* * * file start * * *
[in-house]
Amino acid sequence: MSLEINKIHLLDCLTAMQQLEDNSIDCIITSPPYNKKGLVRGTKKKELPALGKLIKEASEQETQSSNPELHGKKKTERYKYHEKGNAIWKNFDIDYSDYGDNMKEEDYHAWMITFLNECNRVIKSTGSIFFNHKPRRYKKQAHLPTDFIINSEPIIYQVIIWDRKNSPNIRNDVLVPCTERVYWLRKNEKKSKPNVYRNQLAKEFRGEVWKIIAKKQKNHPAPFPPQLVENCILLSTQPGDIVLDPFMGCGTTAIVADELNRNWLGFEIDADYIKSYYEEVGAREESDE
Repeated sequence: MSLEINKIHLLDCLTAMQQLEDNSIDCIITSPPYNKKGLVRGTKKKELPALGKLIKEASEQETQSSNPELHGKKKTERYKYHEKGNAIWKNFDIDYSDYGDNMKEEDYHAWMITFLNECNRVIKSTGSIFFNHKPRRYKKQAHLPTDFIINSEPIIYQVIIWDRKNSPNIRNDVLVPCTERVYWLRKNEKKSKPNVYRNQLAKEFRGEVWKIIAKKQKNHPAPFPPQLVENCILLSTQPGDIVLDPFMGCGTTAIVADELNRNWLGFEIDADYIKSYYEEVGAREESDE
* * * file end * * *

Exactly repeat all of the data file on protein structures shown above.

[in-house]
Amino acid sequence: MSLEINKIHLLDCLTAMQQLEDNSIDCIITSPPYNKKGLVRGTKKKELPALGKLIKEASEQETQSSNPELHGKKKTERYKYHEKGNAIWKNFDIDYSDYGDNMKEEDYHAWMITFLNECNRVIKSTGSIFFNHKPRRYKKQAHLPTDFIINSEPIIYQVIIWDRKNSPNIRNDVLVPCTERVYWLRKNEKKSKPNVYRNQLAKEFRGEVWKIIAKKQKNHPAPFPPQLVENCILLSTQPGDIVLDPFMGCGTTAIVADELNRNWLGFEIDADYIKSYYEEVGAREESDE
Repeated sequence: MSLEINKIHLLDCLTAMQQLEDNSIDCIITSPPYNKKGLVRGTKKKELPALGKLIKEASEQETQSSNPELHGKKKTERYKYHEKGNAIWKNFDIDYSDYGDNMKEEDYHAWMITFLNECNRVIKSTGSIFFNHKPRRYKKQAHLPTDFIINSEPIIYQVIIWDRKNSPNIRNDVLVPCTERVYWLRKNEKKSKPNVYRNQLAKEFRGEVWKIIAKKQKNHPAPFPPQLVENCILLSTQPGDIVLDPFMGCGTTAIVADELNRNWLGFEIDADYIKSYYEEVGAREESDE